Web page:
Atormac
Neurology India
menu-bar5 Open access journal indexed with Index Medicus
  Users online: 5215  
 Home | Login 
About Editorial board Articlesmenu-bullet NSI Publicationsmenu-bullet Search Instructions Online Submission Subscribe Videos Etcetera Contact
  Navigate Here 
 Search
 
  
 Resource Links
  »  Similar in PUBMED
 »  Search Pubmed for
 »  Search in Google Scholar for
  »  Article in PDF (277 KB)
  »  Citation Manager
  »  Access Statistics
  »  Reader Comments
  »  Email Alert *
  »  Add to My List *
* Registration required (free)  

 
  In this Article
 »  References

 Article Access Statistics
    Viewed3504    
    Printed69    
    Emailed1    
    PDF Downloaded116    
    Comments [Add]    
    Cited by others 1    

Recommend this journal

 


 
Table of Contents    
CORRESPONDENCE
Year : 2011  |  Volume : 59  |  Issue : 5  |  Page : 793

An important adverse effect of phenytoin often missed in clinical practice


Department of Endocrinology, PGIMER, Chandigarh, India

Date of Web Publication22-Oct-2011

Correspondence Address:
Sanjay Kumar Bhadada
Department of Endocrinology, PGIMER, Chandigarh
India
Login to access the Email id

Source of Support: None, Conflict of Interest: None


DOI: 10.4103/0028-3886.86584

Rights and Permissions



How to cite this article:
Bhadada SK, Bhansali A, Subbiah S. An important adverse effect of phenytoin often missed in clinical practice. Neurol India 2011;59:793

How to cite this URL:
Bhadada SK, Bhansali A, Subbiah S. An important adverse effect of phenytoin often missed in clinical practice. Neurol India [serial online] 2011 [cited 2019 Jul 22];59:793. Available from: http://www.neurologyindia.com/text.asp?2011/59/5/793/86584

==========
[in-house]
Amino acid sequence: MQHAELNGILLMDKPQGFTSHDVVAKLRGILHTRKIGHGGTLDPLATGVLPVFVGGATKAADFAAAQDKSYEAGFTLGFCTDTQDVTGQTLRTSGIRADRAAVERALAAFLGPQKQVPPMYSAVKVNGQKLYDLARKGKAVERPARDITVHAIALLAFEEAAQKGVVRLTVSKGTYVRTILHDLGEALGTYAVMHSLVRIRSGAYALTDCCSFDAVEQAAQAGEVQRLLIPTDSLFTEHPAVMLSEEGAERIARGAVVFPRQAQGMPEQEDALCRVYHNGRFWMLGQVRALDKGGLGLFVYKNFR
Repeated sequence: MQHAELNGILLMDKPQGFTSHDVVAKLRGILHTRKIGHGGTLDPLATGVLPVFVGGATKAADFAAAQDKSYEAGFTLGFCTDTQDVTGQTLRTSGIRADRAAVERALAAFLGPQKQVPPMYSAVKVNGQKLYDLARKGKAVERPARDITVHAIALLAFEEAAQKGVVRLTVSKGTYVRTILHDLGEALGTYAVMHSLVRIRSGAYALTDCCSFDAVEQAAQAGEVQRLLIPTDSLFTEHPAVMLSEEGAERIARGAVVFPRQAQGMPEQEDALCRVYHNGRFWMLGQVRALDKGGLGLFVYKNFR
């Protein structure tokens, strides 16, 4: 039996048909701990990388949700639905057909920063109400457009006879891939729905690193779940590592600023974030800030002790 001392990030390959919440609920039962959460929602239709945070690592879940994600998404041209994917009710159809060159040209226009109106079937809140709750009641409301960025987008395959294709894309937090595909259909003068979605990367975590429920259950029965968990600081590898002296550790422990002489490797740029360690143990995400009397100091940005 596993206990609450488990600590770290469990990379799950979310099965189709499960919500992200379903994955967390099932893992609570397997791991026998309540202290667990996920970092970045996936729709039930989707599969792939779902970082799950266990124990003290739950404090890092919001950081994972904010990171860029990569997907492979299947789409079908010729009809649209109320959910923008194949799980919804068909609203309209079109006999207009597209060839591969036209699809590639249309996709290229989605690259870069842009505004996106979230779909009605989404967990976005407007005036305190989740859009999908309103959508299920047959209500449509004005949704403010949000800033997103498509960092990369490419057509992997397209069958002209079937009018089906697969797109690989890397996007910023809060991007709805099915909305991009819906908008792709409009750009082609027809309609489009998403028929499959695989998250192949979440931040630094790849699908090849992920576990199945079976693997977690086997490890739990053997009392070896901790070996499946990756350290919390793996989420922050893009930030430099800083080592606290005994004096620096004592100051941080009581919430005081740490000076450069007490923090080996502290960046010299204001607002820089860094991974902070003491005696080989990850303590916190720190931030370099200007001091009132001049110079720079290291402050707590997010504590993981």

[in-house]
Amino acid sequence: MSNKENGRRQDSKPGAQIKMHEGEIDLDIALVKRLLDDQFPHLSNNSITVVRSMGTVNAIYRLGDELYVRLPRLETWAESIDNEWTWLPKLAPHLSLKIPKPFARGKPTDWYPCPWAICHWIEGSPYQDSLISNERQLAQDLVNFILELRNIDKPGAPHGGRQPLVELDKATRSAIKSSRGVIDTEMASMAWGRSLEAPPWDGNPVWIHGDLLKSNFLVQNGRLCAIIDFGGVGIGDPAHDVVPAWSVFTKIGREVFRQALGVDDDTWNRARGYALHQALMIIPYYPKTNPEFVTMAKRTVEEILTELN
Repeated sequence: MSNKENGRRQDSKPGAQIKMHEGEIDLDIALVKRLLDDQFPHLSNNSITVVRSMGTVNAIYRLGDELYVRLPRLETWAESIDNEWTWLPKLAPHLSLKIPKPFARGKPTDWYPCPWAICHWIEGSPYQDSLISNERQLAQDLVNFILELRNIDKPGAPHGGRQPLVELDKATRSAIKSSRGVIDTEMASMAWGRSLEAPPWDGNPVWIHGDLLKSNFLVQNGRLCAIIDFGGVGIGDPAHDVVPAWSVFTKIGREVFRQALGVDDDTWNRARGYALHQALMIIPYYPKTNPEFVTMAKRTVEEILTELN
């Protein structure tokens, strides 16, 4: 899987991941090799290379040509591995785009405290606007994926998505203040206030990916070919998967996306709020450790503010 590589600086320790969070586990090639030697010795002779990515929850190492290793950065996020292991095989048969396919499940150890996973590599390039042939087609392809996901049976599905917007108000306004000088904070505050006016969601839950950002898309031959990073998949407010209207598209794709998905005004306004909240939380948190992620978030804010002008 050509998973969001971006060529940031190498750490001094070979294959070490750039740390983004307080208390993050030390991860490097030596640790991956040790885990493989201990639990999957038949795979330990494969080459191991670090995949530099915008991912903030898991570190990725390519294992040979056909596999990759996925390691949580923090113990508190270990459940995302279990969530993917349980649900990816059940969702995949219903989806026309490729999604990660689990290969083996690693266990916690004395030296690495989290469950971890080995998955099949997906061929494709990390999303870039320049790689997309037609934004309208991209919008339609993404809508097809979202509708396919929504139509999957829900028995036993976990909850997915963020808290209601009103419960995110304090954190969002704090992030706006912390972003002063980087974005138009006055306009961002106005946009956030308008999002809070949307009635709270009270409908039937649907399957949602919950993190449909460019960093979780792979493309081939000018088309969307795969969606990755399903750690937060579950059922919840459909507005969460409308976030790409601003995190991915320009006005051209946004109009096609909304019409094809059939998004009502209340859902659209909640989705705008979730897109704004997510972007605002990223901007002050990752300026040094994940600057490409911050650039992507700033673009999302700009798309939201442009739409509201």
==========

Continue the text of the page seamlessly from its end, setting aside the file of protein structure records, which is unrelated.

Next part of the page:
Sir,

We read with great interest the article by Singh [1] concerning the adverse drug reactions (ADR) of antiepileptic drugs (AED). The author described that the AEDs significantly impairs the quality of life in epilepsy and account for many of the treatment failure. Phenytoin is one of the most commonly prescribed AEDs with narrow therapeutic index. Here, we describe one of the ADR of phenytoin that should be taken into account while choosing the AED which is inadvertently not covered in the article.

Phenytoin is known to cause hypocalcemia by altering the bone and mineral metabolism. It increases the metabolism of vitamin D and its active metabolites by hepatic enzyme (25α hydroxylase) induction, which in turn lowers the calcium absorption from gut and causes hypocalcemia.[2] If the cause of seizure is hypocalcemia, phenytoin increases frequency of seizure, and to control seizure, doses of phenytoin is further increased and a vicious cycle of hypocalcemia-induced seizure takes place. Another possible mechanism is that phenytoin catabolizes the bone collagen and aggravates the calcium deficiency. Supplementation with calcium and vitamin D must be given to all patients on phenytoin to take care of bone mineral alterations caused by phenytoin. As phenytoin can be paradoxically epileptogenic in the presence of hypocalcemia, phenytoin should be avoided in patients with hypoparathyroidism and any conditions that precipitate hypocalcemia.

 
 » References Top

1.Singh G. Do not harm: But first we need to know more: The case of adverse drug reactions with antiepileptic drugs. Neurol India 2011;59:53-8.  Back to cited text no. 1
[PUBMED]  Medknow Journal  
2.Ali FE, Al-Bustan MA, Al-Busairi WA, Al-Mulla FA. Loss of Seizure control due to anticonvulsant-induced hypocalcemia. Annals Pharmacother 2004;38:1002-5.  Back to cited text no. 2
    



This article has been cited by
1 Authoręs reply
Singh, G.
Neurology India. 2011; 59(5): 793-794
[Pubmed]



 

Top
Print this article  Email this article
   
Online since 20th March '04
Published by Wolters Kluwer - Medknow